ReLU networks are special in the sense that they are much easier to analyze than networks with other types of non-linear activations. They represent piecewise linear functions that can be partitioned into affine functions over polyhedral regions in the input space (tessellation). The regions are often called linear regions in the literature. The transition from one region into another changes the slope of the input-output function as well as the activation pattern of the network neurons. The theoretical study of these networks greatly helped improving our understanding of deep learning systems.
Previous research has focused on providing upper bounds for the number of linear regions as a function of the number of neurons and layers as a measure of the networks expressive power [Mon14N]. Betti numbers have been used for measuring the complexity of a neural network’s decision surface from a topological point of view [Bia14C].
The paper [Mos22T] starts by taking a critical look at both practices. Inspired by fractal geometry the authors construct simple examples with vanishing Betti numbers (i.e. without holes) but with a highly non-convex decision surface. The second example, to check that all components of an n-dimensional input are strictly positive, shows that a decision surface that can be described in terms of an intersection of n half-spaces can generate exponentially many linear regions when realized with a Relu network.
The authors propose to use the notch number as an additional parameter for measuring the complexity of the decision surface of a neural network. The notch number counts the non-convex “extensions and recesses” in the decision surface. Similar to Betti numbers it is invariant under different Relu networks that realize the same function. It gives a more consistent measure of complexity of the represented function than the number of linear regions. Indeed, the number of linear regions depends on the activation patterns of the network’s neurons, which tends to create more linear regions as the number of neurons or depth grows. This shows that the number of linear regions is not necessarily a good measure of the complexity of the decision surface.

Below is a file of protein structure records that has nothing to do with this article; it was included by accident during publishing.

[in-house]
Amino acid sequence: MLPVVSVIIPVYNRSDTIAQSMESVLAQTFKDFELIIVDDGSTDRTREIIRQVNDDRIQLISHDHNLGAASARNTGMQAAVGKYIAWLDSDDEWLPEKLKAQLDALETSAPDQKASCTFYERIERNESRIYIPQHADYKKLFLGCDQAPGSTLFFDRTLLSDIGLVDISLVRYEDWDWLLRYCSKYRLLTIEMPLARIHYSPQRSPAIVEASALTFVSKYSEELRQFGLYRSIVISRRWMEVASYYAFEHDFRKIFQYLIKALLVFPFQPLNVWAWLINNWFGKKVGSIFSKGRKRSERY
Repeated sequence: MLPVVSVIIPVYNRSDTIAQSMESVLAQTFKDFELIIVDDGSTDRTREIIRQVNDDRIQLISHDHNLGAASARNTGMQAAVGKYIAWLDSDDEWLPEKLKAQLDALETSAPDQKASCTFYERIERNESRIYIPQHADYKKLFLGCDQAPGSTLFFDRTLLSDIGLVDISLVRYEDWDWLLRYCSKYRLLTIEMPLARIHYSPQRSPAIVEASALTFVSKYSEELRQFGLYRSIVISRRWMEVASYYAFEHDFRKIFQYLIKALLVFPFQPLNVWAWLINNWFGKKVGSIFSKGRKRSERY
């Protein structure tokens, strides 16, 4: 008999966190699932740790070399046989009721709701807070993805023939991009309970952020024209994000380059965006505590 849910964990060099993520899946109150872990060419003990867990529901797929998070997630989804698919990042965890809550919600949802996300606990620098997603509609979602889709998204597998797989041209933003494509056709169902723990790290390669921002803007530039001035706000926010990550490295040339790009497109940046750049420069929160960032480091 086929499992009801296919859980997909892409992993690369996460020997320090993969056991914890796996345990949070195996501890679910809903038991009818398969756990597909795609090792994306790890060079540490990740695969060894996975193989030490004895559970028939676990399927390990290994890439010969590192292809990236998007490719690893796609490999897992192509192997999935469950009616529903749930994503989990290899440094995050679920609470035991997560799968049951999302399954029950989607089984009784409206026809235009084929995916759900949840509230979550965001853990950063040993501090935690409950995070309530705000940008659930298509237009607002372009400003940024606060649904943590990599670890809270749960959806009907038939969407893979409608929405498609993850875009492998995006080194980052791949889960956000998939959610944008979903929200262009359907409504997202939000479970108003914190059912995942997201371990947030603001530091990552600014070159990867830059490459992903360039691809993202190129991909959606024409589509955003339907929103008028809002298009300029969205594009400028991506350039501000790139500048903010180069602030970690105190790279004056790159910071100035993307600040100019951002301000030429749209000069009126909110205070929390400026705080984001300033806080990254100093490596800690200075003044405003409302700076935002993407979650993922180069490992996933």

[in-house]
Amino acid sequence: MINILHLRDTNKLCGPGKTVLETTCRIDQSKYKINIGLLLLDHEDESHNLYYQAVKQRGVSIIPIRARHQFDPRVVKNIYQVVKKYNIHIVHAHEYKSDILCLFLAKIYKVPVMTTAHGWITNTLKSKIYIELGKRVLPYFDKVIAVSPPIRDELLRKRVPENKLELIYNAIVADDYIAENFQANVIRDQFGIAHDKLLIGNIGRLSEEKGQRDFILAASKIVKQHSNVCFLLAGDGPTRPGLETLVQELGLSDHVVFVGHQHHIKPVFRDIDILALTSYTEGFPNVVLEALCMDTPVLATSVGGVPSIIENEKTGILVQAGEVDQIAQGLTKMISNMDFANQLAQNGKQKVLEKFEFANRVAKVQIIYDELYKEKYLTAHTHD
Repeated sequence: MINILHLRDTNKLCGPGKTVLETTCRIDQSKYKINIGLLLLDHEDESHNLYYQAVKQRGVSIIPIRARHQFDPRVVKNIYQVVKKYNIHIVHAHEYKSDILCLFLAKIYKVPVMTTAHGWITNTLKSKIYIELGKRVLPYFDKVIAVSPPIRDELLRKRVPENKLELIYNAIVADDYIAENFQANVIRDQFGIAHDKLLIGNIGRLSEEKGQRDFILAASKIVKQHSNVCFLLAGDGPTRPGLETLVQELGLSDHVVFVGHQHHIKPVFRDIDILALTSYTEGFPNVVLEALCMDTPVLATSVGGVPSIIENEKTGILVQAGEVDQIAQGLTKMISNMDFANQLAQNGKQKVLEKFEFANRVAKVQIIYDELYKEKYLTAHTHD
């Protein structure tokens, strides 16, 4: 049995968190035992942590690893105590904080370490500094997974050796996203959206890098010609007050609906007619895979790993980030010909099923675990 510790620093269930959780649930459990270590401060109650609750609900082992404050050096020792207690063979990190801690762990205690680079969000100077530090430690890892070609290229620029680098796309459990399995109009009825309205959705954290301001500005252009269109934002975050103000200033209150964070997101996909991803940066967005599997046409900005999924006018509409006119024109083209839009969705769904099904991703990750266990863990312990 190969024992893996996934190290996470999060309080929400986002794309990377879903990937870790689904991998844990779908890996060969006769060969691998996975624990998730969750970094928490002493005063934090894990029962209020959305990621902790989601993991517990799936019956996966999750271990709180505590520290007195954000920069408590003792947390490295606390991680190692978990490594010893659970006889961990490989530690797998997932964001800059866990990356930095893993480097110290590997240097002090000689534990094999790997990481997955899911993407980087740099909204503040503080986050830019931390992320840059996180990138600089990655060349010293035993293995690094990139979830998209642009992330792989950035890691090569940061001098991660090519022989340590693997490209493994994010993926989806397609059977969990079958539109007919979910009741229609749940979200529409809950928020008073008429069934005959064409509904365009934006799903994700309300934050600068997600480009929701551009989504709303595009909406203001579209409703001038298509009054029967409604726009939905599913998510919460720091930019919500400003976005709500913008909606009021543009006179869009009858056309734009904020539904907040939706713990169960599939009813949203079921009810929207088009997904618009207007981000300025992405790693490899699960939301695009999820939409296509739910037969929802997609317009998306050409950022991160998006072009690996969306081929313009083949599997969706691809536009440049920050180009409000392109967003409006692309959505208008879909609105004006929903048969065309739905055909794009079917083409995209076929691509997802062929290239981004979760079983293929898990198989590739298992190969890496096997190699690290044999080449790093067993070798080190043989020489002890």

As computing the tessellation that is induced by a deep network is practically impossible, the authors take a deeper look into the compositional structure of neural networks.
They introduce the class of tessellation-filtering networks as networks with the following property: If a tessellation filtering network is used as the final layers of a neural network, it can only coarsen the tessellation that is induced by the body network. These tessellation-filtering networks are highly related to Boolean algebra which makes them easy to handle mathematically.
Building upon that, a local representation theorem in terms of tessellation-filtering networks in the neighborhood of a given point (in activation space) can be derived. This can be seen as a generalization of the polyhedra that are obtained from fixing the entire activation space to a setting where we fix only the activation pattern of the body network. Since tessellation-filtering networks are mathematically well manageable, this allows a more fine-grained analysis of the decision surface. This yields a framework to decompose a network along a specific layer into a tessellation and a shape complexity part which is represented by the tessellation-filtering neural network. At the moment, further research is needed to analyze the capability of this method in more detail since it is not clear to which extent this technique will be applicable in practice. Nevertheless, I think that the local representation theorem by itself sheds more light on the reasons behind the representational power of ReLu networks.